lifeblood: songs: backgrounds: watershed

1991-01: the power of two, acoustic guitar:

indigo girls also use a capo frequently. this can help make the song more playable on guitar and put it in a comfortable vocal range. but saliers says she likes the way chords sound "kind of nice and tinkly up there with the capo," and cites the canadian singer-songwriter ferron as an influence. ray and saliers don't always capo at the same fret though. in "hand me downs" on nomads, indians, saints, ray capos at the second fret, while saliers is playing open. they also sometimes mix tunings: on "watershed' from their latest effort, for example, saliers drops her low e string down to d and fingerpicks her part using a thumbpick, while ray strums chords in standard tuning.


1991-01-25: indigos blend intricate sound, thought, the cleveland plain dealer:

the contemporary folk category in the grammy competition is in fact a notorious catchall for performers and groups that are hard to define, picking up musicians as diverse as tracy chapman, beausoleil and guy clark.

but saliers says the diversity applies equally to her and ray.

"our writing is so different," she said. "(ray's) images are kind of these sweeping images, more passionate and fiery - in your face, sort of. mine is more reflective, more emotionally removed."

the tunes' alterations in style and instrumentation are mostly an attempt to marry the musical approach with the song's identity. "we're not trying to be unpredictable," saliers said.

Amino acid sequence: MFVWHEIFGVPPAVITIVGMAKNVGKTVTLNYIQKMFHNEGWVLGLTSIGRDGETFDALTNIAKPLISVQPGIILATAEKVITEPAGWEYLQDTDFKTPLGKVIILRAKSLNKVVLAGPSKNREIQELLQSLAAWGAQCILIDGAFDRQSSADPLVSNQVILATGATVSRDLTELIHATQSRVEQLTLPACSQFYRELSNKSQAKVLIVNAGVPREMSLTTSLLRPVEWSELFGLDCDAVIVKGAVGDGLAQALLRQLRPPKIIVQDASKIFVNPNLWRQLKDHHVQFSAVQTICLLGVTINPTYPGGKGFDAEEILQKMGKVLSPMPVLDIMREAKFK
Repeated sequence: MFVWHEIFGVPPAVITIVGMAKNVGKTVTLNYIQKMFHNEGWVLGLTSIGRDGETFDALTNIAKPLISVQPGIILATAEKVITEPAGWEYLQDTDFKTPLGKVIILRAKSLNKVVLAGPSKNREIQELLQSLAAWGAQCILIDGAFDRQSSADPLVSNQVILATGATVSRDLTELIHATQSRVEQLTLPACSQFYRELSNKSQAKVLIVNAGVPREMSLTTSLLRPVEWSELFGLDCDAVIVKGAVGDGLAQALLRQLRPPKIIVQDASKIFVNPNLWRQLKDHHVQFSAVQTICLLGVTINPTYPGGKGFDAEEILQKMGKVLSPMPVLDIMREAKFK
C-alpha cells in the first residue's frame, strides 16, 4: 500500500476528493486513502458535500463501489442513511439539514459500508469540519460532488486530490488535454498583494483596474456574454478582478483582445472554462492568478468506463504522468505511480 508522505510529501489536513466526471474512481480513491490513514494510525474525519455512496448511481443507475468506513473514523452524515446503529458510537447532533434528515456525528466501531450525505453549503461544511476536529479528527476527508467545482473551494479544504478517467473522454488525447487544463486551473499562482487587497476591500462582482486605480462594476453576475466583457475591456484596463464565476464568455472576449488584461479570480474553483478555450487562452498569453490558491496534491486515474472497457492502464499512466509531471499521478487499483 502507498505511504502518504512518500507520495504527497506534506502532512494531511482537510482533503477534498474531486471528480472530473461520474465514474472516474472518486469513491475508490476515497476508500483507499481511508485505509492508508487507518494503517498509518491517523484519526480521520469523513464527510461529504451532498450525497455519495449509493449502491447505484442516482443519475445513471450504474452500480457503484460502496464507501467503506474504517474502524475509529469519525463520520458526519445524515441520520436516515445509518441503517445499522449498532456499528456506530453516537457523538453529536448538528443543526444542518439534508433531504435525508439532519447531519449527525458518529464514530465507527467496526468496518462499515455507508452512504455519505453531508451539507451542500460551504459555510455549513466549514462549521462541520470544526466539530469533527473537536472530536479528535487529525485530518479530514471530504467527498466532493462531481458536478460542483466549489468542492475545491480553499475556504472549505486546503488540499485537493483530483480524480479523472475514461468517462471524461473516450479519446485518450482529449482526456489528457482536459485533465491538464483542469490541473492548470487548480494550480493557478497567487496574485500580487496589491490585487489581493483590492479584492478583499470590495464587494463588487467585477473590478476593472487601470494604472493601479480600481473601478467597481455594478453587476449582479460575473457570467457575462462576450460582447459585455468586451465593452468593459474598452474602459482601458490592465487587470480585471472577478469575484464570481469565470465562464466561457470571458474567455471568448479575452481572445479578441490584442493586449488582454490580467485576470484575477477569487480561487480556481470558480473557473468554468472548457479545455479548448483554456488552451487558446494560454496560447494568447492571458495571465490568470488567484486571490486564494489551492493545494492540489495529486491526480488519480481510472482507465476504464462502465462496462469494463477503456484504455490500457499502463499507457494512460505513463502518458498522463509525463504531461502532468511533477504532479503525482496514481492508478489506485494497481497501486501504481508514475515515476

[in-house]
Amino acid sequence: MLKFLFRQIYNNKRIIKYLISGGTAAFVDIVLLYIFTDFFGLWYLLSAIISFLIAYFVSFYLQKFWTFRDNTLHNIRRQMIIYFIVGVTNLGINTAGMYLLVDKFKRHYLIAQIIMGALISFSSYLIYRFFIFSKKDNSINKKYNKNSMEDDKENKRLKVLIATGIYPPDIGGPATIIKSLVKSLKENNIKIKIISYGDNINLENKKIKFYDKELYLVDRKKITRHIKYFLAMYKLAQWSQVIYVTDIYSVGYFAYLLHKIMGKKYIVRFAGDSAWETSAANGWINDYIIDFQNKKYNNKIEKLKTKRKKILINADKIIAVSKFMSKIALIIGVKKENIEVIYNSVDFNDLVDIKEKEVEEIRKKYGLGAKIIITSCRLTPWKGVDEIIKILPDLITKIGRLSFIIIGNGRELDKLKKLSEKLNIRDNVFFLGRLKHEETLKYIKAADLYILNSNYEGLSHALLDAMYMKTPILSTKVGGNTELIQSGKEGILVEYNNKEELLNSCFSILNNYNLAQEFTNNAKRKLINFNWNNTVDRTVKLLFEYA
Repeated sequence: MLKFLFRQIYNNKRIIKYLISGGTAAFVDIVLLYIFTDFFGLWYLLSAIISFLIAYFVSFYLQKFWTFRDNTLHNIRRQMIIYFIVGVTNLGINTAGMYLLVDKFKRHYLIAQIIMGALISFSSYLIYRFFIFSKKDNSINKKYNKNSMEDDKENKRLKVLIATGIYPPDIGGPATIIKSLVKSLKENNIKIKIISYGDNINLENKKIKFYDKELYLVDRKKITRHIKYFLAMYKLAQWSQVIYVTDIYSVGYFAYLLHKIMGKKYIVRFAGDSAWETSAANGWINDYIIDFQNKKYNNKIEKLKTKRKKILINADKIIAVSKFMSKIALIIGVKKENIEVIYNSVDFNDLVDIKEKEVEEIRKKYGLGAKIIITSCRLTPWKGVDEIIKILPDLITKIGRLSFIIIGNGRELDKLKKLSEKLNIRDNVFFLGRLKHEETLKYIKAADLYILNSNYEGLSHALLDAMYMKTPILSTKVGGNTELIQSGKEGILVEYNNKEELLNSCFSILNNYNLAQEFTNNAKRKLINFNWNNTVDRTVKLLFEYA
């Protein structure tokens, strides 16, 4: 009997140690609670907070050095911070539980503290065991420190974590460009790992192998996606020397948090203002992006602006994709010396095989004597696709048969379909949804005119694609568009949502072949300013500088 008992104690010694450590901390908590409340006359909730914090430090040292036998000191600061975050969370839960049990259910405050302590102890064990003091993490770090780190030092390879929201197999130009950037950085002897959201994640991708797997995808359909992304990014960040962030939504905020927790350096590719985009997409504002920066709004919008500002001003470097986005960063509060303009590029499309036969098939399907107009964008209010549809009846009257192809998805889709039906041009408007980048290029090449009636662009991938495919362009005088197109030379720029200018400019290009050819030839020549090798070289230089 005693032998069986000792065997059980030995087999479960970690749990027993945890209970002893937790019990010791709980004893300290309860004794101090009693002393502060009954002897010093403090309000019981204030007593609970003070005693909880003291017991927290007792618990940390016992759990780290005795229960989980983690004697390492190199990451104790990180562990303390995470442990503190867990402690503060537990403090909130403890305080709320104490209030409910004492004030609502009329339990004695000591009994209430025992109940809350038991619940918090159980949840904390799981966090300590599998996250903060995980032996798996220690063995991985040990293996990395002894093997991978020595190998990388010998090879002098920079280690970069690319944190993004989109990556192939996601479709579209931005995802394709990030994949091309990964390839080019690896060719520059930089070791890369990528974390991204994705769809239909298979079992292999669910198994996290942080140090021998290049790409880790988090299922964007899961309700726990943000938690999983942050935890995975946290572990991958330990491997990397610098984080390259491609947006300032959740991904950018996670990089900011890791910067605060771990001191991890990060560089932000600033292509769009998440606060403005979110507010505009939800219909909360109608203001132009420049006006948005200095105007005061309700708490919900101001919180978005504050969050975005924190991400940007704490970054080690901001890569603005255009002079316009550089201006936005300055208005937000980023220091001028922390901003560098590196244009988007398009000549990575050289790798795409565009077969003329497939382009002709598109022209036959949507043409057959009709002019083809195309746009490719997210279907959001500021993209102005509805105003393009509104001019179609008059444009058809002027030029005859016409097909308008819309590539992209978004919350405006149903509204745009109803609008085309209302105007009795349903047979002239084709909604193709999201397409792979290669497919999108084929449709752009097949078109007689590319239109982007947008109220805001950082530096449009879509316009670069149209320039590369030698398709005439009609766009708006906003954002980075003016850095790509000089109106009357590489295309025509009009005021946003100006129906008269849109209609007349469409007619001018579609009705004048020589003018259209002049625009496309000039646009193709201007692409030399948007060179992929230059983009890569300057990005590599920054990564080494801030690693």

for instance, on "pushing the needle," off their current album, they used an accordion and a snare and cymbals instead of a full drum kit.

"it gave it a loose, raw feeling, fitting for that song," saliers said.

by contrast, the song "watershed," is "more conducive to the whole works," including "tons of percussion. it just lent itself musically."

so what happens when they're on the road?

they take a sax and a bass and their two guitars, and "don't really worry about it."


1991-02-03: the indigos' blues, the chicago tribune:

"sometimes i just think too much," saliers says. "i need to relax, i need to just live and be part of the world. i never want to be the suffering, thinking artist type, ever. i want to be active in the world."

on "hammer and a nail," a song from the latest album, saliers sounds as though she's aware of the problem: "i've been digging too deep, i always do."

"that is a totally self-referential line, totally," saliers concurs.

when confronted with the same problem, other artists, notably bob dylan, resort to writing "throwaways"-songs written for their own sake, rather than for the ages. as dylan's recent work with the traveling wilburys indicates, such an exercise can often break a creative tailspin.

it's a solution that has eluded saliers, however.

"i often wonder why when i sit down to write a song i can't write like i used to, which was to get it down, sing it and play it and if in a couple months it died down, let it go because it doesn't matter," she says.

"i have a desire to write little anecdotes, like loggins and messina did so successfully or even elton john and bernie taupin. both amy and i would love to write using more irony and humor.

"right now, though, because of time constraints, i feel much more pressure to write a 'keeper.' our thoughts do tend to be sometimes lofty, deep, somber. we think a lot that way because that's the way we live our lives: we're not just breezing through the day."

saliers indirectly addresses those concerns in songs such as "hammer and a nail" and "watershed," which includes the following lines: "you can stand there and agonize/till your agony's your heaviest load."